I started with a single stage Lee press but soon graduated to the 4 hole turret. The turret press can be used as a single stage if you want, or you can load one cartridge every 4 strokes of the handle. I like them both. I also have a progressive press but it is not for the impatient or temperamental user, as the press itself can be as temperamental AS the user, or more so. My vote is for the 4 hole turret. But, I only use a powder measure on the press for light everyday plinker loads. I load heavier loads using an electronic digital powder dispenser. PM me of you would like to chat.I'm have been looking tonget started in reloading for a while. I'm kinda looking at the Lee 4 hole turret press. Also looking for suggestions on a decent tumbler. Thank you
If i order the deluxe kit from midway what else do I need
The Lee lube in the tube is probably mostly lanolin but is a white paste. I put that in my small spray bottle and then fill with alcohol leaving room to shake it up well. I'll keep shaking it to mix and keep the aspirator tube from clogging. In that little 3 or 4 ounce bottle I'll be able to lube hundreds of cases before it needs a refill. The 96% alcohol flashes off faster and if the coating after it dries is not milky white, add more lube and shake.Thanks CB for the video.
I would suggest that the lanolin be put in first. That way you could rinse the funnel with the alcohol as you pour it in. I will try this before I run out of “one shot”.
I used the lee lube from the kit, then switched to the RCBS Case Lube kit. It is sticky as heck but it never fails. And it is water soluble so a damp rag will wipe off the cases when loaded and the lube won't harm the powder. If you use a spray lube make sure you don't spray the necks. It can cause oil dents in the shoulder which reduces case capacity.The deluxe kit comes with lee sizing lube. Not the best but it works.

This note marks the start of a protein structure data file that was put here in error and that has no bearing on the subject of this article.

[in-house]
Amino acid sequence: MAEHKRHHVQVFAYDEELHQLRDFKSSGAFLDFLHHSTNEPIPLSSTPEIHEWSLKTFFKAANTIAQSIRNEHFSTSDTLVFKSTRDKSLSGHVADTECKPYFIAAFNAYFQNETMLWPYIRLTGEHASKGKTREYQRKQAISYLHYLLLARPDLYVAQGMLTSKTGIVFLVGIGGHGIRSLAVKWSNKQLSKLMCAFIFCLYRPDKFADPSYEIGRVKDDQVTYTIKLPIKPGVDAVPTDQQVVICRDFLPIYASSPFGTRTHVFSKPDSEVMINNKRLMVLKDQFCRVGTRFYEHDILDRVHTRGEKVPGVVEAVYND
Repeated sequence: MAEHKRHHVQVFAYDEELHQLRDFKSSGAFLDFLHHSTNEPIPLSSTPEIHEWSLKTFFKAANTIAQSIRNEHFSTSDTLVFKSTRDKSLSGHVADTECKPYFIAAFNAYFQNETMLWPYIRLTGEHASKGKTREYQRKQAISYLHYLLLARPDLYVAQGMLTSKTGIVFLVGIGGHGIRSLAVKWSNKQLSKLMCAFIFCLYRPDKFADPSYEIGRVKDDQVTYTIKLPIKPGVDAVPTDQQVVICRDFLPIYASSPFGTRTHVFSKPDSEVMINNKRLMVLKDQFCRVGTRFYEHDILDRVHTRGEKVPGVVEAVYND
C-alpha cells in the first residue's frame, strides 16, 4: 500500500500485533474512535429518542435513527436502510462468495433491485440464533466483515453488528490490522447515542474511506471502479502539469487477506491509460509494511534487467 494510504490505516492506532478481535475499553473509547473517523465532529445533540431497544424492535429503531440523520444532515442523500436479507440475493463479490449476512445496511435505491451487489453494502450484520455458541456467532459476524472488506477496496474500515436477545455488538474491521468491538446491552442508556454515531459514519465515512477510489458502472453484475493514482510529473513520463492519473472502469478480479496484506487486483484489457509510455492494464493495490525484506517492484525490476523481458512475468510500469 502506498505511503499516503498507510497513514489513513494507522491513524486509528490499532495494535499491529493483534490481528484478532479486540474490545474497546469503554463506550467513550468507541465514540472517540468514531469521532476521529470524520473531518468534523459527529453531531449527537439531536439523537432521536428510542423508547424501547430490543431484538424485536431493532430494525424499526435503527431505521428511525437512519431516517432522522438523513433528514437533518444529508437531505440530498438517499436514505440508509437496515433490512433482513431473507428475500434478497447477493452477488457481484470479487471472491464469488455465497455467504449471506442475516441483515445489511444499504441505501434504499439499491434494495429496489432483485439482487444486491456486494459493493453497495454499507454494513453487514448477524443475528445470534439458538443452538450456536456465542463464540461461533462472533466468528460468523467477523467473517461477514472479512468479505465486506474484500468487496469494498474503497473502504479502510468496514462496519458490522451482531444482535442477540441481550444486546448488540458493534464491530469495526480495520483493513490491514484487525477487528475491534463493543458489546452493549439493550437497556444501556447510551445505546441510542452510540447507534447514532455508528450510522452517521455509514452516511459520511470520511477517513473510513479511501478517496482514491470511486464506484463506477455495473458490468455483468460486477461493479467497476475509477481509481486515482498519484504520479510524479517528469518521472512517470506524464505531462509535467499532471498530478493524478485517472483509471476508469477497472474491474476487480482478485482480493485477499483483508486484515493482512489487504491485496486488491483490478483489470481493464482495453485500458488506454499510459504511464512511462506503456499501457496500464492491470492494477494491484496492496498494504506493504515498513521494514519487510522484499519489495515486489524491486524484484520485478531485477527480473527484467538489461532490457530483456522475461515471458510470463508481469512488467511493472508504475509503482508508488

You need a good caliper.
Yeah, but you probably still have your Scott Air Pac to wear when to separate the media and brass.I have went the entire route of presses, started with a Single station, went to a turret, thought hey this progressive thing sound neat-- nope not for me- went back to the Turret and haven't looked back and that was some time back.
everybody has their likes and dislikes!
NEW LOADER -- one thing that you will likely need is a Bullet Puller.
I use the older vibratory cleaner that uses a dry media to clean myself, its a lot easier to me than mixing ingredients, then having to strain the brass /media apart, then rinsing and then drying the brass, but again to each their own.
a scale, a [powder measure, a powder trickler, a bullet puller, dies of course, a lot depends on what you get in a kit, or if you buy a kit or a press and individual parts, and of course a manual, I prefer the lee manual as it covers a lot more different manufactures components than say Speer, Hornady, etc manuals.
enjoy and IF you have a friend that reloads then use their knowledge to get you started.
That's what I've always told new reloaders also. The Turret will handle most people's ammo production needs up to 1-2,000 rounds per month and of course that's dependent upon the time allotted to the hobby. 100-150 rounds per hour is a comfortable pace, less when new and double checking the operation often. It's when a shooter gets heavily into competition, shooting a few matches and practicing multiple times per month that the need for speed and output increases into progressive press territory. When I was shooting USPSA and going to the range four times each month the Turret took care of my needs just fine.For whatever it's worth, my opinion is the Lee Classic Turret press is the best value and best all-a-round press made for the average reloader. It is more versatile and faster than a single stage and simpler than a progressive with nowhere near the learning curve. It will handle even the smallest pistol cartridge yet strong enough to do large bottlenecks.
No you are not going to be able to do much necking down or swagging like you can on some of the big Single Stage presses nor would you try to crank out a couple thousand rounds in a couple hours either like on a full blown progressive. But then not every reloader is trying to accomplish those tasks.
As others are mentioning, at this time finding components such as bullets, powders and primers and even some tooling is near impossible.
Driswalds is correct in that you need a godd caliper and not those 15 dollar cheapos that accuracy is questionable. I highly recommend https://www.ideaengineering.us/?ec_store=pageid1904modelnumber100-700-06 There is free shipping, no sales tax, quick shipping and their discount code is Idea5off .The deluxe kit comes with lee sizing lube. Not the best but it works.
You need a good caliper.
Why of course--although we went to a positive pressure mask quite a few years back, but wearing the SCBA does keep small children and scared old women away as I look like the Creature from the Black lagoon when cleaning brass!Yeah, but you probably still have your Scott Air Pac to wear when to separate the media and brass.